I might blame presentation style for our lost ability to recognize themes and symmetrical structures and bring them forward in stories. After all, in an informational presentation, there's an unwritten rule that you need to build one new fact upon the last, in succession. But numerous facts that top one another aren't always the best approach. And I can't solely blame slides here. We've just forgotten how to tell stories.
Cycling back to show us a theme or symmetry may take fewer points and make more out of them. Here are some ways drawing out themes and symmetry in your stories may not be working now, and how to fix that:
- You've got crisis or failure without redemption: Audiences of all sorts have long loved stories of personal failure or crisis, and every dramatic arc relies on the high point of a crisis to put the drama in the arc of a story. But if we love crisis and failure, it's because we're hoping for redemption: what you learned, what changed, where it led you, why it's better today. I see lots of speakers aiming to emulate TED talks who do a great job on the failure, and forget the redemption. Consider redemption an essential mirror for a failure story. Without it, we're looking in a mirror with no image coming back to us.
- You've only told one side of the story: I'm not advocating a he-said, she-said argumentative approach. Rather, this is just a simple plea to read your story--whether it's a blog post, a long caption, a podcast, or a speech--and listen for whether the perspective is all one-sided. Why? If you don't provide that counterpoint, we'll be reading or listening and supplying it in our minds. So dig in and show us the symmetry of what others might have said or done, and why you chose the path you did. Adding some perspective other than yours makes the story richer. It may suggest a major theme, add the missing drama, and keep your story from sounding like a press release.Think of that opposing viewpoint as a mirror for your protagonist: What can she learn about herself looking into that opposite view?
- Your theme is hiding in plain sight, but not made clear: When I'm working with a speaker prepping a TED talk, the speaker often has a group of stories or examples she wants to consider including in the talk. Time after time, I see rough drafts that include anecdotes, facts, and story sections that could be tied together thematically, but aren't even noticed. It's a case, many times, of being too close to your own story. Ask a colleague to do some theme-spotting for you, looking at your story for similar situations, words, descriptions, or just one particularly juicy one. Recently, I helped a scientist with a talk in which she was describing the impact of citizens making different choices as an aid to conserving natural resources. She had a line about what different people in community gardens plant. This led us to a discussion about gardening, whether she had one (she does), and my confirmation that the garden is a powerful metaphor for the environment--one that's easy to grasp. That led her to recall a saying of her mother's, also garden-related, that helped tie the talk together.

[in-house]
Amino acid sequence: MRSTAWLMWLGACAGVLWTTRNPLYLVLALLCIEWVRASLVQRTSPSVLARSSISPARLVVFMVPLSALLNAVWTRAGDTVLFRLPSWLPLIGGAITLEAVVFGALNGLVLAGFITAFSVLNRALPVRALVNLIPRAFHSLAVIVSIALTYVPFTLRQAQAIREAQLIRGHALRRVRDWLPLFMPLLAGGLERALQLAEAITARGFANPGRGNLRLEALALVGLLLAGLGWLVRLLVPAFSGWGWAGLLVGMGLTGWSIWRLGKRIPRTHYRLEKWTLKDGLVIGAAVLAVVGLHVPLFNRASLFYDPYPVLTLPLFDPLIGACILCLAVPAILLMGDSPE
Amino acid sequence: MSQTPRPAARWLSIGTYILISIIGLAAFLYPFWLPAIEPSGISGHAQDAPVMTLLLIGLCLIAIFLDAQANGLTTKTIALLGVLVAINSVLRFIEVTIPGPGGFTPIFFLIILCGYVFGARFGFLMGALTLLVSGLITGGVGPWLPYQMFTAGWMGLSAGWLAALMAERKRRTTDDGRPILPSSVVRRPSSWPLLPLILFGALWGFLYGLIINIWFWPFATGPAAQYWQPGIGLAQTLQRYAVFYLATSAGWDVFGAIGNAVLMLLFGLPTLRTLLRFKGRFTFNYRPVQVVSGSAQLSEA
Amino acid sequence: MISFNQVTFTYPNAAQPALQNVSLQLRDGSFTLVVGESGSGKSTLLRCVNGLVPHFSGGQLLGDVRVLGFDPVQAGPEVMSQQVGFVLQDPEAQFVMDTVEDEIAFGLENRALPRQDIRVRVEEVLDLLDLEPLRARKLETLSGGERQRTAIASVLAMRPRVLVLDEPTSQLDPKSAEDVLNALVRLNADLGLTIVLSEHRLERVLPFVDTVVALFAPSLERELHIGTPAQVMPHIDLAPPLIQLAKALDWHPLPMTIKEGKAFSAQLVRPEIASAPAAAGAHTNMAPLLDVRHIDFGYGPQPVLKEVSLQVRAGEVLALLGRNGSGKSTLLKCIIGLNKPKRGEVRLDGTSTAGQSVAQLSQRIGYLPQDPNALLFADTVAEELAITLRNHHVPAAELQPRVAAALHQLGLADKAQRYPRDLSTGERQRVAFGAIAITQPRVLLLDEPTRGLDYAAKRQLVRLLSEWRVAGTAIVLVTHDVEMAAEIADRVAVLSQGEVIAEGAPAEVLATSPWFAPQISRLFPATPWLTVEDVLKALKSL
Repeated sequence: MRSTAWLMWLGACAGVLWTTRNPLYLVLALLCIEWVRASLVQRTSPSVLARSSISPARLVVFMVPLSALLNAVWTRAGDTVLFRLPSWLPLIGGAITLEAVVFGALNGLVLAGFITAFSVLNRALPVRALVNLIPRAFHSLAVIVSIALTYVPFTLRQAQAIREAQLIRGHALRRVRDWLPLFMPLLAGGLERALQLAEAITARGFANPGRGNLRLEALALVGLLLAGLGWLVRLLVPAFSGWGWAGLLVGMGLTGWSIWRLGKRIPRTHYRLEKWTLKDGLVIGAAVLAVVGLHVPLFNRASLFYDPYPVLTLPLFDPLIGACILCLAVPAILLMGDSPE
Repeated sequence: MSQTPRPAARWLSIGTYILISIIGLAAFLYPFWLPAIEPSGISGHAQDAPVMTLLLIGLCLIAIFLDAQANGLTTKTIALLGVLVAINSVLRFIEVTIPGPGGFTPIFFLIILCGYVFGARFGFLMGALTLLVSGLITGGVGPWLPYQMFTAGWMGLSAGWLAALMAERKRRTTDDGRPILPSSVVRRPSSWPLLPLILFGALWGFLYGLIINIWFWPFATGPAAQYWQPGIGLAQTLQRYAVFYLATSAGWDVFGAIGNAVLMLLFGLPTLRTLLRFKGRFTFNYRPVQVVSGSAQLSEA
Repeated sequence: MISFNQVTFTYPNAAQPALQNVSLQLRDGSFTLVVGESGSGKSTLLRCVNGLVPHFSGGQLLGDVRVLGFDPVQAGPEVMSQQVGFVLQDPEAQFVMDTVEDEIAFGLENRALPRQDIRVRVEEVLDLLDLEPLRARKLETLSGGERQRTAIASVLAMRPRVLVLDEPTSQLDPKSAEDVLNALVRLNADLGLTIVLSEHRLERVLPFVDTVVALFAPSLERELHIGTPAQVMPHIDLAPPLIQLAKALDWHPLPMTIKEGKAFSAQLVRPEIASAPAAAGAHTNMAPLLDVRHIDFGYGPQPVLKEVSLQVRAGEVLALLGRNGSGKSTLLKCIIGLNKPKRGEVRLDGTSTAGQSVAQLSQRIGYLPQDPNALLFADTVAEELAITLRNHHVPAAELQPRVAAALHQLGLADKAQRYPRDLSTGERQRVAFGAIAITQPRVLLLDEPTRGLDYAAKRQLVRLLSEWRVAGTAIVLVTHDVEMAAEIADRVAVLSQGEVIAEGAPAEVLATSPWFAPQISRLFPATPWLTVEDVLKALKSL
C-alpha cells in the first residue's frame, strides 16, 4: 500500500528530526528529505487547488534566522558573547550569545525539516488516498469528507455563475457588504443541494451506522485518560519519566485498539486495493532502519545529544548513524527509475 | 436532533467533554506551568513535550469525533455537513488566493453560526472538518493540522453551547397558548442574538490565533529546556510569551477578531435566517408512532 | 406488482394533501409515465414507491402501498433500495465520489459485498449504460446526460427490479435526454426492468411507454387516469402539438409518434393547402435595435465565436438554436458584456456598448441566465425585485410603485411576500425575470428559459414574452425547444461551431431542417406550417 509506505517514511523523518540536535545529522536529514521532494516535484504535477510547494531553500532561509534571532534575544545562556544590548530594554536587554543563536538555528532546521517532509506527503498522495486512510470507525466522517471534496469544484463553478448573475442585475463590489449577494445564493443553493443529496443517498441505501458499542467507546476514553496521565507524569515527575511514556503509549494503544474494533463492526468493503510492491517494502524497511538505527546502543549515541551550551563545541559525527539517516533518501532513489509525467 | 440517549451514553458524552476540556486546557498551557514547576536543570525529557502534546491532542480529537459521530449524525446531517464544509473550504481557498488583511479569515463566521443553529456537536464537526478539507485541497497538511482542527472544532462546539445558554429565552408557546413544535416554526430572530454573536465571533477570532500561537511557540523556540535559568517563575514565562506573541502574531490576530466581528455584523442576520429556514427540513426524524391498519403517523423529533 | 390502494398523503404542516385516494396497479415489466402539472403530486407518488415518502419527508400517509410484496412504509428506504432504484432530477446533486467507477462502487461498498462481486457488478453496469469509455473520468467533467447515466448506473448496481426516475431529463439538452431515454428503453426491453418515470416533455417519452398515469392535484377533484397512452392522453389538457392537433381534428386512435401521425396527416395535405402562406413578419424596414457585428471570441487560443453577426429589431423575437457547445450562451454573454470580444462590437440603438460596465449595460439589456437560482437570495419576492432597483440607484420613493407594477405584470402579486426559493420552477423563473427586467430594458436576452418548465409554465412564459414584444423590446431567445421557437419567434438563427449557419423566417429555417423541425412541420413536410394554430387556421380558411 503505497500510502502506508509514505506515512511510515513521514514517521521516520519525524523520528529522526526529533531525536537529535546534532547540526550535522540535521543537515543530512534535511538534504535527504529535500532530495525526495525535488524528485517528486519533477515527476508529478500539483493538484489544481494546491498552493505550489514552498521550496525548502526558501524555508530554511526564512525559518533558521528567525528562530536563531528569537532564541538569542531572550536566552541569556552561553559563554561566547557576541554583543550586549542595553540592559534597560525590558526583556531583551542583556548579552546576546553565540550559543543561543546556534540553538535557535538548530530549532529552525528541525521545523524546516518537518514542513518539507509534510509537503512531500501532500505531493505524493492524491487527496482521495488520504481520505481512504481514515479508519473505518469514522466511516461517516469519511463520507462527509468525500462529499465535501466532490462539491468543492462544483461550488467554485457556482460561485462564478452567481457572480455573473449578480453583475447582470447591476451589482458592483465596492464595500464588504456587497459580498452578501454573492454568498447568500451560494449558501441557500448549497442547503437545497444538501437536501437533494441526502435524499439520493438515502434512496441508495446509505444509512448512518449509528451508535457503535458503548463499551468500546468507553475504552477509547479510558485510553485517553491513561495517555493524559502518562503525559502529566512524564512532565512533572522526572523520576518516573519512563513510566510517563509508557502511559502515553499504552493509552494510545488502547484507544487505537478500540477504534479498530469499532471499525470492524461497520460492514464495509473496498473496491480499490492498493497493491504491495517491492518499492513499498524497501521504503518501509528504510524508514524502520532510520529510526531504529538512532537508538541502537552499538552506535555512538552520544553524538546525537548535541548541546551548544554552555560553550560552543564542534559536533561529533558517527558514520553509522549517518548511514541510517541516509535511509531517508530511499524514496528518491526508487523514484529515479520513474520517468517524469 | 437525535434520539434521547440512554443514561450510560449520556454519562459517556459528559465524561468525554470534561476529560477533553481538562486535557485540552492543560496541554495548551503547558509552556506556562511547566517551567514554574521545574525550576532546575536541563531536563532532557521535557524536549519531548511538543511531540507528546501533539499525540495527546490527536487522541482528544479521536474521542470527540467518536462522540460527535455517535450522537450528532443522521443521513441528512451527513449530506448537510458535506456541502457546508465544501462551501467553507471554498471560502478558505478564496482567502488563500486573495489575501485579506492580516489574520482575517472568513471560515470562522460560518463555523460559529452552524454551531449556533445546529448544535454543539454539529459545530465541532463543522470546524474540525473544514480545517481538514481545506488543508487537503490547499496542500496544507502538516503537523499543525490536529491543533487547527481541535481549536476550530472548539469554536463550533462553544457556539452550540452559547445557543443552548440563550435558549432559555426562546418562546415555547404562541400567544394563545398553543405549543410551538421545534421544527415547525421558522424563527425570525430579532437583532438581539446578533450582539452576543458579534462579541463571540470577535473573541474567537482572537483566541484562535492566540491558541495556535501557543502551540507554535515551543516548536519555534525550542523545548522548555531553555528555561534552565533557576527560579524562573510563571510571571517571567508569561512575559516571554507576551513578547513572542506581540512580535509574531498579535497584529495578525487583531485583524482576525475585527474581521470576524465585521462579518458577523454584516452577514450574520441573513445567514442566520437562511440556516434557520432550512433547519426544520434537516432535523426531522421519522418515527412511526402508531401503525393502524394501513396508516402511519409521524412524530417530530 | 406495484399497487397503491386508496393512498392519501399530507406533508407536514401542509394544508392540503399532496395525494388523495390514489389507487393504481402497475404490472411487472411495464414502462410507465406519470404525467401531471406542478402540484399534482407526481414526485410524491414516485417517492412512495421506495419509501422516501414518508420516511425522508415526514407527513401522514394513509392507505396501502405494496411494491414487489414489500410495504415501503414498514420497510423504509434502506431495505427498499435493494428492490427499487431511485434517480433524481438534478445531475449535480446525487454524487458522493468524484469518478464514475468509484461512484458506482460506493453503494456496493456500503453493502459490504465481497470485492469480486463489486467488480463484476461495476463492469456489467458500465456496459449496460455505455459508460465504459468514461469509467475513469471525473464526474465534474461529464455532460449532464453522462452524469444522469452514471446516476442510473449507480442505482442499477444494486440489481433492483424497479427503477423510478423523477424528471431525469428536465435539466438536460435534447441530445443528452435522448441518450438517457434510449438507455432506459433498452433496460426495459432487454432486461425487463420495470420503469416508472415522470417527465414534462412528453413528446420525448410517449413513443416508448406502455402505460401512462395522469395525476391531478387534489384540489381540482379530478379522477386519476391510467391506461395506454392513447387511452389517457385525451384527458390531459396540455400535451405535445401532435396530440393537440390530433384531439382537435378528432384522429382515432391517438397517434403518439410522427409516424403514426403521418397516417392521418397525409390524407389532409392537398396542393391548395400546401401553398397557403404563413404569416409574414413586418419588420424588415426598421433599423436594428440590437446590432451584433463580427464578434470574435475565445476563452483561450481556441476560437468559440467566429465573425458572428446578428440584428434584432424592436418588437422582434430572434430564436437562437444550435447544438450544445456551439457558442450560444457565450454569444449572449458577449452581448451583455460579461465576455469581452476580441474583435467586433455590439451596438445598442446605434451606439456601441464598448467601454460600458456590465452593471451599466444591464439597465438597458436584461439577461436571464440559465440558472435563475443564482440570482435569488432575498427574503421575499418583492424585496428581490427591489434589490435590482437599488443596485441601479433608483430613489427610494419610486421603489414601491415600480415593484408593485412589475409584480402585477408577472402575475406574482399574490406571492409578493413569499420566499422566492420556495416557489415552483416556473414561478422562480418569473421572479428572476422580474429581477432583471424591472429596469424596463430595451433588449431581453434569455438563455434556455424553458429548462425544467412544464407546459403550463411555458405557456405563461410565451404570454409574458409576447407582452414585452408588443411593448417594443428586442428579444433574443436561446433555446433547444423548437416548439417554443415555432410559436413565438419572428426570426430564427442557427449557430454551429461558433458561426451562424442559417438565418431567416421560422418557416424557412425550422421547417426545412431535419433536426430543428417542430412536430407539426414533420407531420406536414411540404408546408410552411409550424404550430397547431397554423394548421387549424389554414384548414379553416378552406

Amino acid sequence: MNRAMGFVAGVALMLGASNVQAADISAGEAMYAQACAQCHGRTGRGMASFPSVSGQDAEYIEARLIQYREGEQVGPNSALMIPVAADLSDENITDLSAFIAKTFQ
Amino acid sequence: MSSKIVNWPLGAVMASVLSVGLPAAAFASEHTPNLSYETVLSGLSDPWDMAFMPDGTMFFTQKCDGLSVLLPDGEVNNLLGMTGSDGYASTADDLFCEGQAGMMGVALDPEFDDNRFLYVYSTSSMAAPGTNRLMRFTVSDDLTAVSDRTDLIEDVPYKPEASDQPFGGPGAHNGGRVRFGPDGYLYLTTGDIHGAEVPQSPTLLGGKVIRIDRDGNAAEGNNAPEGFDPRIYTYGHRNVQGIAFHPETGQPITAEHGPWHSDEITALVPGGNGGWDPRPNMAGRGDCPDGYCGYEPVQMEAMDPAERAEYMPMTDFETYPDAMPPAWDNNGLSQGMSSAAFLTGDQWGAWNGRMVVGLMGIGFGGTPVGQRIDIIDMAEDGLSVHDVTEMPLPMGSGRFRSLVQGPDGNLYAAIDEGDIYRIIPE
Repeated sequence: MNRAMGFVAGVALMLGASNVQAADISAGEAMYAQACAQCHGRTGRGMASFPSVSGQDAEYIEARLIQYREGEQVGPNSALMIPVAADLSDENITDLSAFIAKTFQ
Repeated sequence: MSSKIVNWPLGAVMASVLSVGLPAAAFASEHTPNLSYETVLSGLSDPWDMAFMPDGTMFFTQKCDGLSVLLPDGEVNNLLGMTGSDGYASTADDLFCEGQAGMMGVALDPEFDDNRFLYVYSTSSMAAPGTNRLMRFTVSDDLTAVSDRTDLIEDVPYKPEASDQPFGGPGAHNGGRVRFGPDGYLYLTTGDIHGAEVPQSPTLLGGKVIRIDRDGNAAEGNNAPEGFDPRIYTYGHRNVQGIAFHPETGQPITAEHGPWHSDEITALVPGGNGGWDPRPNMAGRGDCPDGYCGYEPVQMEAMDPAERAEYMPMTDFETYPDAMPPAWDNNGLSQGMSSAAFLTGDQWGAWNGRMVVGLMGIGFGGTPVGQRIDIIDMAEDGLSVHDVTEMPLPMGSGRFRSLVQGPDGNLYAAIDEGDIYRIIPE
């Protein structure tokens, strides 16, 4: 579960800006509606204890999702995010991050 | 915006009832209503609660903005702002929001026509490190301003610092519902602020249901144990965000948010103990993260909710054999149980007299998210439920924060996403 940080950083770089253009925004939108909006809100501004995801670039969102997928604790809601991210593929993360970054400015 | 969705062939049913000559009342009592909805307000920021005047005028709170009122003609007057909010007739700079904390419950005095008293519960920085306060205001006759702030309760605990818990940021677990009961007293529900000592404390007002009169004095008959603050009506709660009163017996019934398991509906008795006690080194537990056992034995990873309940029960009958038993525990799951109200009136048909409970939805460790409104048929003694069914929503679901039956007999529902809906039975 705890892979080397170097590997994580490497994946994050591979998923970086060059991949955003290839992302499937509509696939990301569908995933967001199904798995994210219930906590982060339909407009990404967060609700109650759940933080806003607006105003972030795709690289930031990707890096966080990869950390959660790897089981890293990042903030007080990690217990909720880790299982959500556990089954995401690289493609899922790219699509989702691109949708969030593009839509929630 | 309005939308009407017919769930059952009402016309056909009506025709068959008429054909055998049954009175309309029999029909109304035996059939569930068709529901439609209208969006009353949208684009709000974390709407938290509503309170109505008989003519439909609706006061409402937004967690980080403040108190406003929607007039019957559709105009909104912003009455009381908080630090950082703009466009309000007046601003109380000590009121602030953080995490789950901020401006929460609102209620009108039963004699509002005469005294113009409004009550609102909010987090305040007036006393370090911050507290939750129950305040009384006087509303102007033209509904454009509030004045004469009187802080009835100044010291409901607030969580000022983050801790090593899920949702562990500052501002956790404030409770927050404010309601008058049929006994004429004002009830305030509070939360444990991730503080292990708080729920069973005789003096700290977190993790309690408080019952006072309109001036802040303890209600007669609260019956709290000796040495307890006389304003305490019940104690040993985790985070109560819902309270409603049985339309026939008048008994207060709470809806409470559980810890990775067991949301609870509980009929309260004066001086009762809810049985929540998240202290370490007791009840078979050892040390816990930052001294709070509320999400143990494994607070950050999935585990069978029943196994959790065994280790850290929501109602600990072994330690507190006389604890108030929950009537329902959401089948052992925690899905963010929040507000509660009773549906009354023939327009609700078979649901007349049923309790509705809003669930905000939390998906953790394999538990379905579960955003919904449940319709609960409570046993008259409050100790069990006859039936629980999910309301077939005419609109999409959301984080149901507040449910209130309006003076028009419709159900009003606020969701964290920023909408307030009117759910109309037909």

Storytelling's the big buzz word in communications and marketing. But we've forgotten how this ancient art works. This "Tell it better" series hopes to revive and hone your storytelling skills for any format, from public speaking in the style of TED to social media. Want a storytelling workshop? Email me at eloquentwoman AT gmail.com
(Photo of and by my friend gallery director Ksenia Grishkova, next to her mirrored portrait by artist Timothy Johnson at Touchstone Gallery in Washington, DC. Check out more of his work at the link. Images used by permission.)